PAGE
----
The Quiet Ones – UK, 2013 – reviews

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The Quiet Ones is a 2013 British horror film produced by Hammer Films and directed by John Pogue (Quarantine 2: Terminal). It stars Jared Harris, Sam Claflin (Pirates of the Caribbean: On Stranger TidesHunger Games), Olivia Cooke, Erin Richards (Open Grave), Rory Fleck-Byrne (Vampire Academy), Olivia Cooke (Bates Motel) and Laurie Calvert.

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Scripted by Craig Rosenberg, John Pogue, Oren Moverman and Tom de Ville, the film is set in Oxford, England in 1974 and was marketed as being based on a true story.

An unorthodox professor uses controversial methods and leads his best students off the grid to take part in a dangerous experiment: to create a poltergeist. Based on the theory that paranormal activity is caused by human negative energy, the rogue scientists perform a series of tests on a young patient, pushing her to the edge of sanity. As frightening occurrences begin to take place with shocking and gruesome consequences, the group quickly realizes they have triggered a force more terrifying than they ever could have imagined…

Based on the theory that paranormal activity is caused by human negative energy, the rogue scientists perform a series of tests on a young patient, pushing her to the edge of sanity. As frightening occurrences begin to take place with shocking and gruesome consequences, the group quickly realizes they have triggered a force more terrifying than they ever could have imagined…

As frightening occurrences begin to take place with shocking and gruesome consequences, the group quickly realizes they have triggered a force more terrifying than they ever could have imagined…

Reviews:

“The film is most worth seeing for its two central performances, with Harris arrestingly enacting a ruthless man of science whose fixations he makes understandable, if not forgivable. And as the object of Coupland’s not entirely noble attentions, Cooke is very believably haunted and disturbed…” Michael Gingold, Fangoria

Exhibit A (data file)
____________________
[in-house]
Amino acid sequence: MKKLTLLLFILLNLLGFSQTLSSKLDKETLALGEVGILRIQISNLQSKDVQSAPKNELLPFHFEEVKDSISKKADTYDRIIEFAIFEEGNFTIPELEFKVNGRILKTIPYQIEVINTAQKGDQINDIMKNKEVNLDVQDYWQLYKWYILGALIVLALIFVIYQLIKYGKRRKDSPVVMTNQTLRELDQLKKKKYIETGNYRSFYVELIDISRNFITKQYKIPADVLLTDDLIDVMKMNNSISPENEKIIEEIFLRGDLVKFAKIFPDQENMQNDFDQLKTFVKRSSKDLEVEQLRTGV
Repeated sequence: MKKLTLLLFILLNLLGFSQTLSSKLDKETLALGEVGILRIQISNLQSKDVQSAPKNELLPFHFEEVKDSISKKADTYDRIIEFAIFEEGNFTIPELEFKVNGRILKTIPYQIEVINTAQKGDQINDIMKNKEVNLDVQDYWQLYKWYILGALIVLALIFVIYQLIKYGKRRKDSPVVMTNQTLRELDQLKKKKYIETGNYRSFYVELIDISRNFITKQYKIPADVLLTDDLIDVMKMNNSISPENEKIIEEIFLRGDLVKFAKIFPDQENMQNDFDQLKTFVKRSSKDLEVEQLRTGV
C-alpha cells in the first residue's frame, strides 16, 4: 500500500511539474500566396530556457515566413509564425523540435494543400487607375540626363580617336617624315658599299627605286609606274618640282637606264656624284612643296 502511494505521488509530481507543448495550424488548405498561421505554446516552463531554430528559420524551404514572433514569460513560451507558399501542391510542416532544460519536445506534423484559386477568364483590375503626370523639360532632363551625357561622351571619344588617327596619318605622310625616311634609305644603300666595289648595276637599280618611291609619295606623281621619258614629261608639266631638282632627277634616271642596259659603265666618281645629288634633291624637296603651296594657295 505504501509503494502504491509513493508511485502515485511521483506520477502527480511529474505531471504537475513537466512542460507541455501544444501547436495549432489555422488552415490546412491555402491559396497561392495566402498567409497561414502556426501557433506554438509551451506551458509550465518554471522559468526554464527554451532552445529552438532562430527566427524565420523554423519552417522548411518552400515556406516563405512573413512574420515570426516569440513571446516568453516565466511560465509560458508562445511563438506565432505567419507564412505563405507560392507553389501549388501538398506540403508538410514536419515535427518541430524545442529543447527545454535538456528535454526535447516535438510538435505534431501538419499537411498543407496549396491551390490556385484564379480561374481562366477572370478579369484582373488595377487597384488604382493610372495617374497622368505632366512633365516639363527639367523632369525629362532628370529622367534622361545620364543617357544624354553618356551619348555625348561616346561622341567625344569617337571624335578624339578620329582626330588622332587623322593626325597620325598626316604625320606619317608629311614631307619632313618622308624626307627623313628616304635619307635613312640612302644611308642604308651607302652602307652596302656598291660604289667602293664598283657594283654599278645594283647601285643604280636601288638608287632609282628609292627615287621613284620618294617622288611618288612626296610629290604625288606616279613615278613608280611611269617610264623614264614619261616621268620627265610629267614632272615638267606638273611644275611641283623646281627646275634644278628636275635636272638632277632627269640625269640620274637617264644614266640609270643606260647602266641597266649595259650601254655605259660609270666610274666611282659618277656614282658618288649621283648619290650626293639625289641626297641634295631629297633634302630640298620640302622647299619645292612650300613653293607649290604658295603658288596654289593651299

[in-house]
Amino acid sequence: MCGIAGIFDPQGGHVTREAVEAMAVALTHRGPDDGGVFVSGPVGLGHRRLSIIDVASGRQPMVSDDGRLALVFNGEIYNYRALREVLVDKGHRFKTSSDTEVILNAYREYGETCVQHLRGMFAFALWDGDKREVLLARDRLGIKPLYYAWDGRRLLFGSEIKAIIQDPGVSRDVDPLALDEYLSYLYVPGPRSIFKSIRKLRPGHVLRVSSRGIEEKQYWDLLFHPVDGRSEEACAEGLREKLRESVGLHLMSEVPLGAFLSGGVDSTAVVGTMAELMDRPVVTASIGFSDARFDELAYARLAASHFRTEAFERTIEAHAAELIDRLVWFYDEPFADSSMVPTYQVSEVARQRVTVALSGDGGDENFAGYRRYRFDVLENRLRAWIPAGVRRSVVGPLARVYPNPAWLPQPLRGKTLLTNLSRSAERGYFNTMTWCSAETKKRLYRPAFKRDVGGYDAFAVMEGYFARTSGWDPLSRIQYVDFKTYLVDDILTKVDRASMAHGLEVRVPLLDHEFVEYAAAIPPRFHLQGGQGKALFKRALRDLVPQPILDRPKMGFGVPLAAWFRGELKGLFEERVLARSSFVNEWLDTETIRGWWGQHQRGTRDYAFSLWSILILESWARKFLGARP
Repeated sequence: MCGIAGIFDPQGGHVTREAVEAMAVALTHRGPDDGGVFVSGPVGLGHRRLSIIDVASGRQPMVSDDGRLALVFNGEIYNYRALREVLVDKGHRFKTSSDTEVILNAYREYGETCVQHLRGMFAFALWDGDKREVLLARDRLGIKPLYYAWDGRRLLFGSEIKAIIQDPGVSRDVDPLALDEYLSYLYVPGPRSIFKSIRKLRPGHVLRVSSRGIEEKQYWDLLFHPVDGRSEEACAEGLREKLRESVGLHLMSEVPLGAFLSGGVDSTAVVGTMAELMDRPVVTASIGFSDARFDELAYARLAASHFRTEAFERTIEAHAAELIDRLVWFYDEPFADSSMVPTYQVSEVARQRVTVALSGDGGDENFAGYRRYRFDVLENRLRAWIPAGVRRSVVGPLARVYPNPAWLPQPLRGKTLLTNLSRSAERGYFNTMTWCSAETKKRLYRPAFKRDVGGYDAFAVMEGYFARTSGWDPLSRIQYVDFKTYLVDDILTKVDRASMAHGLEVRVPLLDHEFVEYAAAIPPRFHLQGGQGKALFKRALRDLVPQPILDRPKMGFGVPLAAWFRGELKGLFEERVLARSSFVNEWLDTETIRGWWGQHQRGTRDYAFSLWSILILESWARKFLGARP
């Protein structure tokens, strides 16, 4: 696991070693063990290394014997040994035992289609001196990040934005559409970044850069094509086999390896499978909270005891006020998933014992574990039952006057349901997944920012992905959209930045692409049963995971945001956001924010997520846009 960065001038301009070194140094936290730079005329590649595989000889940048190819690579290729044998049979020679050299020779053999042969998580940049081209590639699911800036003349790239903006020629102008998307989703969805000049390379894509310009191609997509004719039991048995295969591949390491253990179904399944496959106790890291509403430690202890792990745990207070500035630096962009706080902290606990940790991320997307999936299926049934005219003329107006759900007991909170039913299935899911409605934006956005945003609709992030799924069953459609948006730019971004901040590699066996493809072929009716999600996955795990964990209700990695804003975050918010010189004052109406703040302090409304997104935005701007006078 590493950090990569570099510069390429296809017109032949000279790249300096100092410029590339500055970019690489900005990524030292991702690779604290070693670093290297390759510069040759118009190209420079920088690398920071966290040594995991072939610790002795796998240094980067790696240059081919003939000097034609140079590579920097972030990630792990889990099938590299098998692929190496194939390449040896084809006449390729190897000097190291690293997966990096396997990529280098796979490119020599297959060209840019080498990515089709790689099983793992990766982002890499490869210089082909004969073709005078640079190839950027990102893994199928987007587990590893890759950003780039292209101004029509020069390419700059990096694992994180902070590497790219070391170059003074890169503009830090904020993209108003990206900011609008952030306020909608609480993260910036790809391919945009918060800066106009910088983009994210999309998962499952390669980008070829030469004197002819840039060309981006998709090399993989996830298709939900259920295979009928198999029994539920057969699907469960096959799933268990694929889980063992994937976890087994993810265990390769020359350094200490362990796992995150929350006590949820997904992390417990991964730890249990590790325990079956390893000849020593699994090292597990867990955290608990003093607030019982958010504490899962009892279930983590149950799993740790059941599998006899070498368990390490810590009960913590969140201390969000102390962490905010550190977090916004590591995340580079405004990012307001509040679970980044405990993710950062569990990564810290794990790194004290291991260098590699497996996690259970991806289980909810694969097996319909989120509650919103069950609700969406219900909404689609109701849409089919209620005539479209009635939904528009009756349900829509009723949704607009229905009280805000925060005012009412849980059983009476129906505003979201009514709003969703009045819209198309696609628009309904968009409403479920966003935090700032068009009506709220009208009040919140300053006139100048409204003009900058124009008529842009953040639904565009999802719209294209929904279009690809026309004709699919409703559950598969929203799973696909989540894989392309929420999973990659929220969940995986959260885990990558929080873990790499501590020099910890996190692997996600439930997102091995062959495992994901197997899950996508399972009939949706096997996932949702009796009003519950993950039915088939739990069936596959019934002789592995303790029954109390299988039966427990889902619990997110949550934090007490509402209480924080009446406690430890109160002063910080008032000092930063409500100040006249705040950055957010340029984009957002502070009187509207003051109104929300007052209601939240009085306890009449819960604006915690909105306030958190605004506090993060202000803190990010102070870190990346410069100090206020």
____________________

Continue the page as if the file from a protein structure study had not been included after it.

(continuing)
“Mixing creaky haunted-house and exorcism tropes with a nod to the contemporary found-footage subgenre, the film relies on high production values and sense-battering shock tactics to make up for wooden performances and an illogical, silly script. As an exercise in retro pastiche, it impresses. But as a postmodern genre reinvention, it fails to deliver.” Stephen Dalton, The Hollywood Reporter

“The 1970s setting offers a retro feel that should strike appealing chords for fans of old-school horror, but there’s little here that’s exactly new or fresh, indicating a challenge for Lionsgate to make the film’s voice heard above the din.” Charles Gant, Variety

“Yet there’s interesting stuff here, in the mad paranormal science deemed reasonably credible 40 years ago and the assumption that telekinesis is empirically acceptable. Paradoxically, those frustratingly regular moments of rattling chaos are also when the film is at its most genuinely unnerving. Messier than recent Hammer output, but effectively chilling when it’s not making us feel the noise.”  Owen Williams, Empire Magazine

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” … the horrors of human fallibility give way to more predictable and silly upsets (yes, it’s our old friend telekinesis!), and though Harris and Cooke are wonderful together, other cast members — notably Erin Richards as sexy posh girl Kristina — are a problem. I’ve long had a theory that bad thesps have the ability to neutralise fear. Richards’ powers are off the chart.” Charlotte O’Sullivan, London Evening Standard

“… hackneyed stuff and nothing to get fans of the genre-jumping in their seats. Cooke is terrific, and so is Harris, who came to a memorably sticky end as Lane Pryce in Mad Men and seems destined for one here, too.” Brian Viner, The Daily Mail

” …well-acted, nicely shot and possessed with enough ideas of its own to distinguish it from the supernatural chiller crowd. Had it balanced its scares with its plot more effectively, it could have been an even more effective piece of modern horror.” Ryan Lambie, Den of Geek!

“Hammer’s latest is an enjoyably half-baked foray into the paranormal which mashes together ideas from Peeping Tom, The Exorcist, and Dennis Wheatley in a random fashion. In case we’re in any doubt of the early 1970s setting, Erin Richards wears hot pants and mini skirts while the sound of Slade is never far away – and nor is that of the screaming.” Geoffrey MacNab, The Independent

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